An unvaccinated student in Arkansas was diagnosed with whooping cough, so now other junior high students have to take antibiotics in order to come to class, the Northwest Arkansas Democrat-Gazette reported.
Whooping cough, also called pertussis, “is a highly contagious respiratory disease,” according to the Centers for Disease Control and Prevention.
The Woodland Junior High student was not vaccinated against the disease, the director of health services for Fayetteville Public Schools said, according to the Democrat-Gazette.
That student may have exposed 30 other students to the disease, health director Melissa Thomas said, according to KFSM.
All parents were notified about the student’s whooping cough diagnosis, KNWA reported, but only those who “were in close contact” need antibiotics.
Those 30 students — in addition to seven other people “exempt from vaccinations” — were sent a letter about needing to see a doctor regarding the antibiotics, KFSM reported.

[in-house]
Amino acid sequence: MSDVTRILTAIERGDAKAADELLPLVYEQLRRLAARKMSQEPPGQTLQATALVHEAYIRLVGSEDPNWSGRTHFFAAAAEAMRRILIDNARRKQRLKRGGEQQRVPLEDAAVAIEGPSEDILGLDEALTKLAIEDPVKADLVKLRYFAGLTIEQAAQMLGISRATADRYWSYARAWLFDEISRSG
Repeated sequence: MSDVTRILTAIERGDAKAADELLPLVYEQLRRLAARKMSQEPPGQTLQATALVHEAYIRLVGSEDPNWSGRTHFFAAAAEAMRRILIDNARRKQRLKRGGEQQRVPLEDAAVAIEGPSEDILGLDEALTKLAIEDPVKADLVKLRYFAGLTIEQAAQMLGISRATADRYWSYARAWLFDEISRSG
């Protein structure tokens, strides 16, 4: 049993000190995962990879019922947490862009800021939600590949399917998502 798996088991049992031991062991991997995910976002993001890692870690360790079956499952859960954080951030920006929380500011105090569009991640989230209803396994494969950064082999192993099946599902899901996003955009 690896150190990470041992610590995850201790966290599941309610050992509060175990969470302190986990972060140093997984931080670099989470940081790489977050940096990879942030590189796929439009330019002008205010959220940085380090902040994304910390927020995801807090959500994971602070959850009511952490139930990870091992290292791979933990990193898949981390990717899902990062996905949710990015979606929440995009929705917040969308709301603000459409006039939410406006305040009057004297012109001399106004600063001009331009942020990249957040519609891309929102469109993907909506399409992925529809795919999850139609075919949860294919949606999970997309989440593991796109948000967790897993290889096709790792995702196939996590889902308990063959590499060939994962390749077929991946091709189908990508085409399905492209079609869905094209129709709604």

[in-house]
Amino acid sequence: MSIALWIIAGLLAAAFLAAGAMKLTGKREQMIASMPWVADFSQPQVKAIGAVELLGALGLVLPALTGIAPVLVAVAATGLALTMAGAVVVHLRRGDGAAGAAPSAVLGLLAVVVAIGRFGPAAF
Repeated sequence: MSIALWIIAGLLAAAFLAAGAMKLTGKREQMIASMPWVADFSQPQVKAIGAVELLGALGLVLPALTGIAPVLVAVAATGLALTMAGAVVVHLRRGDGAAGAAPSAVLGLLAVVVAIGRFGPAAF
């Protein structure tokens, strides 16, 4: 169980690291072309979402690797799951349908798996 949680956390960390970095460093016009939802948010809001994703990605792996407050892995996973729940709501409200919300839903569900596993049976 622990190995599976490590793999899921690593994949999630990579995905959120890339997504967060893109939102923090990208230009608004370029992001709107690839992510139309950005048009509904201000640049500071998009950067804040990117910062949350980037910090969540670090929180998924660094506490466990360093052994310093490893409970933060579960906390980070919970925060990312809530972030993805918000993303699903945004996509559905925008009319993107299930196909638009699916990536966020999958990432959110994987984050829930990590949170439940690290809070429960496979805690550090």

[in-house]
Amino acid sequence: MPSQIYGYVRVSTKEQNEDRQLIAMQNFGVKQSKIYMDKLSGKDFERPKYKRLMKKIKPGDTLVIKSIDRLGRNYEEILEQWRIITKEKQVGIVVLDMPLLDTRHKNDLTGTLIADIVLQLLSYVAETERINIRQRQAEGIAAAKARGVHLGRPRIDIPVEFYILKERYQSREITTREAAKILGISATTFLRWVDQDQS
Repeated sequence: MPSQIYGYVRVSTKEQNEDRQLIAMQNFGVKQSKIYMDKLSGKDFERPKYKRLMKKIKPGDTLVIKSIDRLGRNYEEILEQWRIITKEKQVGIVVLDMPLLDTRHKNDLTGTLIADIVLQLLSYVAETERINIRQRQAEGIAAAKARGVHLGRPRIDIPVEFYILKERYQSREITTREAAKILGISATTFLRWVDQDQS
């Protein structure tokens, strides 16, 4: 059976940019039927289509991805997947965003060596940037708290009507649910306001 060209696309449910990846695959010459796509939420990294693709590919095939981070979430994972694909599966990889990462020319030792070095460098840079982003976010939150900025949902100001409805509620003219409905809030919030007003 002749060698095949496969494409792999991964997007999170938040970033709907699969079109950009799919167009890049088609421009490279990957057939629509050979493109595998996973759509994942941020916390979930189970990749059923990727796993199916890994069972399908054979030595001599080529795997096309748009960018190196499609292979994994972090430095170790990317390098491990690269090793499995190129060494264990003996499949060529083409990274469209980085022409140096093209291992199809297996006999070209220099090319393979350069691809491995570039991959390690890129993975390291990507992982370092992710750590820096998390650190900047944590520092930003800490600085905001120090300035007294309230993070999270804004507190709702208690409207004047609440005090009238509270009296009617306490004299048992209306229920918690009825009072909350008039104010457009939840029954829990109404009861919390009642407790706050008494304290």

Here’s what the letter sent to parents on April 3 says, according to a copy obtained by KNWA:
“If your child does not receive the antibiotic by April 8, 2019, he/she will be excluded from attending school and school activities until approved to return by the Arkansas Department of Health. This exclusion period will be a minimum of 21 days.
“Immunization records will be reviewed to see if an additional dose of pertussis vaccine is needed. You will be notified if your child needs vaccine.”
Whooping cough “is known for uncontrollable, violent coughing which often makes it hard to breathe,” the CDC says.
It spreads “from person to person,” the CDC says, and it can be spread by coughing or sneezing around others. The CDC says people are “most contagious” for about two weeks once they start coughing.
The department recommends the DTaP and Tdap vaccine to prevent whooping cough.
“The best way to protect against pertussis is by getting vaccinated,” the CDC says.
Antibiotics are used to treat whooping cough.
“Healthcare providers generally treat pertussis with antibiotics and early treatment is very important,” the CDC says. “Treatment may make your infection less serious if you start it early, before coughing fits begin. Treatment can also help prevent spreading the disease to close contacts (people who have spent a lot of time around the infected person).”